SF's iconic fog slowly disappearing because of climate change, experts say

SAN FRANCISCO (KGO) -- San Francisco's iconic fog has been slowly disappearing and it could be due to climate change.

Cal professor Todd Dawson says there has been around a 33% reduction in fog frequencies since the early 20th century. He says fog seasons are starting later and ending earlier. The number of foggy hours each day is dropping too.

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The thick and often dangerous fog that blankets the inland valleys has been waning over the years. Some people thought that climate change may be reducing its frequency. But it turns out, all of our hard work eliminating pollution may be the real reason.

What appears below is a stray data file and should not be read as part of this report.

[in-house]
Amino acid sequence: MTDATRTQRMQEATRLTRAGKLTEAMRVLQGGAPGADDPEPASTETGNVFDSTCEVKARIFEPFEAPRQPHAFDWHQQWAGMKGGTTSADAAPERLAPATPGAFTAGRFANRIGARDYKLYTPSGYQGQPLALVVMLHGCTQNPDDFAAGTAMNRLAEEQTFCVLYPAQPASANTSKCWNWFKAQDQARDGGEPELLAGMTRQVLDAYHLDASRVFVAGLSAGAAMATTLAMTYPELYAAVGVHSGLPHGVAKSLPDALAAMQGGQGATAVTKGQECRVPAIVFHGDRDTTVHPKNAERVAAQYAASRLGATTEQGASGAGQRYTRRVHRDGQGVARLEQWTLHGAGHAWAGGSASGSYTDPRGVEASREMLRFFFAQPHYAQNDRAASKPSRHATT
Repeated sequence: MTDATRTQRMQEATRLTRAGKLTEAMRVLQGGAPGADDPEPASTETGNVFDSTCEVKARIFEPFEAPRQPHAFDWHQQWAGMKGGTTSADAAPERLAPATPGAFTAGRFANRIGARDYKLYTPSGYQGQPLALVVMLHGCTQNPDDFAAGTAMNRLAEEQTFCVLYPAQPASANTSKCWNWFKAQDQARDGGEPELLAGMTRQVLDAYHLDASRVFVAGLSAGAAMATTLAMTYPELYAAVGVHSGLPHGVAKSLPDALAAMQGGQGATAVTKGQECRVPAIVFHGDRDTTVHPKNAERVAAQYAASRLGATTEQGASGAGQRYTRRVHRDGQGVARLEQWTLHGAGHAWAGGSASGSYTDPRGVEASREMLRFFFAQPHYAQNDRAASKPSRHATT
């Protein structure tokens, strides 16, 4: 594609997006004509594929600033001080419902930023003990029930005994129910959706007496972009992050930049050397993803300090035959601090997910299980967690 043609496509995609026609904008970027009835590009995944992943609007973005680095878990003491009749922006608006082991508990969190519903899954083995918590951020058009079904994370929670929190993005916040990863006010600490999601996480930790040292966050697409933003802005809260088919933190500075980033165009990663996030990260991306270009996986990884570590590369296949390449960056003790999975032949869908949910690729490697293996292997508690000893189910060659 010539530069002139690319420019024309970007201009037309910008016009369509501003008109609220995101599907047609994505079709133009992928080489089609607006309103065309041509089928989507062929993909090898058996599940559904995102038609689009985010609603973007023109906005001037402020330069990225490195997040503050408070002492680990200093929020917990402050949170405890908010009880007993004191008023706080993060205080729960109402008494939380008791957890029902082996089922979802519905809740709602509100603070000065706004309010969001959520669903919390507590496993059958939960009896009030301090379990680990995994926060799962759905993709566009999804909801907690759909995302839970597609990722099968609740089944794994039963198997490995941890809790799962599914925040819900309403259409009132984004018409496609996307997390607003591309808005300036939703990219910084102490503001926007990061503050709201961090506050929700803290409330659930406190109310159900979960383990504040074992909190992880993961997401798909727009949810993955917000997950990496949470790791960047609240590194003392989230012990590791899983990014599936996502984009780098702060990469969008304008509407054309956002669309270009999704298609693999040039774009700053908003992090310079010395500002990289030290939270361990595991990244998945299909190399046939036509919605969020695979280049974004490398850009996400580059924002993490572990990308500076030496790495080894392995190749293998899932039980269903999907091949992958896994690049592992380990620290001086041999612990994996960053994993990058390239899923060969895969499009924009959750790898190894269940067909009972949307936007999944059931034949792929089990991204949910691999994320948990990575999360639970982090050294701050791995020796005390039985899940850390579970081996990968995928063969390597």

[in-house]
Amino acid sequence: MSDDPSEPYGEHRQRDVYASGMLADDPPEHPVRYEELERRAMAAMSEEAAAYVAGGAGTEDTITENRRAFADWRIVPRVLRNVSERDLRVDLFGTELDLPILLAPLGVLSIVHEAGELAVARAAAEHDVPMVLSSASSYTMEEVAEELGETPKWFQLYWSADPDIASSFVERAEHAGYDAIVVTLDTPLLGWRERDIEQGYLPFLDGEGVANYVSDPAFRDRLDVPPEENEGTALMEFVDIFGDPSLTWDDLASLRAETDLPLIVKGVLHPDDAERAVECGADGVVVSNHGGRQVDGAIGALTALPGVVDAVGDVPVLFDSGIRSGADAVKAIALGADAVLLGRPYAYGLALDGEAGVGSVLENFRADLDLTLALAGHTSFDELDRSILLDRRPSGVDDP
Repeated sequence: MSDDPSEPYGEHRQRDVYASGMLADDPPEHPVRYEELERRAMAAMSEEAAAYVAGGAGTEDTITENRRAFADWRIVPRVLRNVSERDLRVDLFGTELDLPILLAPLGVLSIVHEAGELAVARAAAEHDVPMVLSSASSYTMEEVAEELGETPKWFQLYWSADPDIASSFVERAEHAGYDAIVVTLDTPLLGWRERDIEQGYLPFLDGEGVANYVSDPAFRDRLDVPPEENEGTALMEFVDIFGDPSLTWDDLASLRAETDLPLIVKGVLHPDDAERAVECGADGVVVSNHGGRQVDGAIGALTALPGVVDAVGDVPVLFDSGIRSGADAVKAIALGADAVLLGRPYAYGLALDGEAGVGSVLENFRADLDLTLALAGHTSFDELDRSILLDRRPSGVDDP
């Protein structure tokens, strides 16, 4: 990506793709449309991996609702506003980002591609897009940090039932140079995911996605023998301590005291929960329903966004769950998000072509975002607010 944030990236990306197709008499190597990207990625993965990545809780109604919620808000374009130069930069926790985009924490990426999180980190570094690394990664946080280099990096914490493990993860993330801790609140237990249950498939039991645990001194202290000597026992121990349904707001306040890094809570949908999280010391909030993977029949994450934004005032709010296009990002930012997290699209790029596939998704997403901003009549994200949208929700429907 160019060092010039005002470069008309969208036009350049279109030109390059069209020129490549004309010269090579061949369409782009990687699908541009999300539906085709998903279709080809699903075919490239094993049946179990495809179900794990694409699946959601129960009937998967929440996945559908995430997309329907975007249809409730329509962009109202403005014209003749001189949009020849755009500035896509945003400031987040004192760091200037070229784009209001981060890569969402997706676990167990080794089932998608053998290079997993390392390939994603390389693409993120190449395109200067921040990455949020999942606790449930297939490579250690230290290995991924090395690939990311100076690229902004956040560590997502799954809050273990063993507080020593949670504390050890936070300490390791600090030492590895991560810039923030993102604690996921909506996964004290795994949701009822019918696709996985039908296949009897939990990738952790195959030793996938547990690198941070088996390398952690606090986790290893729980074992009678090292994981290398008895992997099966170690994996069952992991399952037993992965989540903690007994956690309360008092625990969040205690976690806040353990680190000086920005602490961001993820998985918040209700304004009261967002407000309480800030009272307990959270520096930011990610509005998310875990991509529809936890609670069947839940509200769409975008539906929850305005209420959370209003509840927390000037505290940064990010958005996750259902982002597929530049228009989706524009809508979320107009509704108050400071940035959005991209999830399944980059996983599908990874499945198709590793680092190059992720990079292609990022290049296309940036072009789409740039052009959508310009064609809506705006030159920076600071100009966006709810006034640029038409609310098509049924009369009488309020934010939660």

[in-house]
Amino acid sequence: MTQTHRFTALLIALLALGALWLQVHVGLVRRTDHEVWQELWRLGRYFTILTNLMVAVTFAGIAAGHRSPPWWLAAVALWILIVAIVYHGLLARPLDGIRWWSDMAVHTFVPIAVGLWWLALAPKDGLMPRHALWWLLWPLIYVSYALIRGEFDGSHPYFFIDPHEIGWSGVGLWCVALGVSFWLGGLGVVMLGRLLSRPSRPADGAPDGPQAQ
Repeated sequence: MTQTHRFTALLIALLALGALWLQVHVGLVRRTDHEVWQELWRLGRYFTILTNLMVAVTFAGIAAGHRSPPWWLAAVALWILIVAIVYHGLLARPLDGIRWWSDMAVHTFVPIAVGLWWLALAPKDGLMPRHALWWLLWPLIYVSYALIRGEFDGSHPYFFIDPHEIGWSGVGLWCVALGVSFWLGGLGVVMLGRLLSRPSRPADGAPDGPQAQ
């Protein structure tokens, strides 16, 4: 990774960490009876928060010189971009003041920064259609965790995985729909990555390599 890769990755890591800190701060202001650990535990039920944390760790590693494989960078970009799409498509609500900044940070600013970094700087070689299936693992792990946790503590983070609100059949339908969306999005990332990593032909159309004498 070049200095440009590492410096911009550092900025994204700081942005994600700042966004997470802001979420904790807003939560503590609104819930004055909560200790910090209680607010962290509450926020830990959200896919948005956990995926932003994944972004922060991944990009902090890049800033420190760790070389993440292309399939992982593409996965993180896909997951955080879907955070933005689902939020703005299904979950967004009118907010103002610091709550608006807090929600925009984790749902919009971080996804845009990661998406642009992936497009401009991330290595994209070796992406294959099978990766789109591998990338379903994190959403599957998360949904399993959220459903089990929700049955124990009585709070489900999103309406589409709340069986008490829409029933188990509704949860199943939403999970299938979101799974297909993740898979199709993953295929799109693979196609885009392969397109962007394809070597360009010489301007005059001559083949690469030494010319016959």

As for why? Scientists think it could be due to warming waters in the Pacific caused by artic ice loss. High pressure is calming winds which leads to less upwelling of cold water from the ocean. Fog needs the transfer of colder water mixing with warmer surface air to form. Because the temperature difference is smaller between the ocean and air -- less fog is created.

Unfortunately, the trend is expected to continue for at least the next 10 to 20 years.

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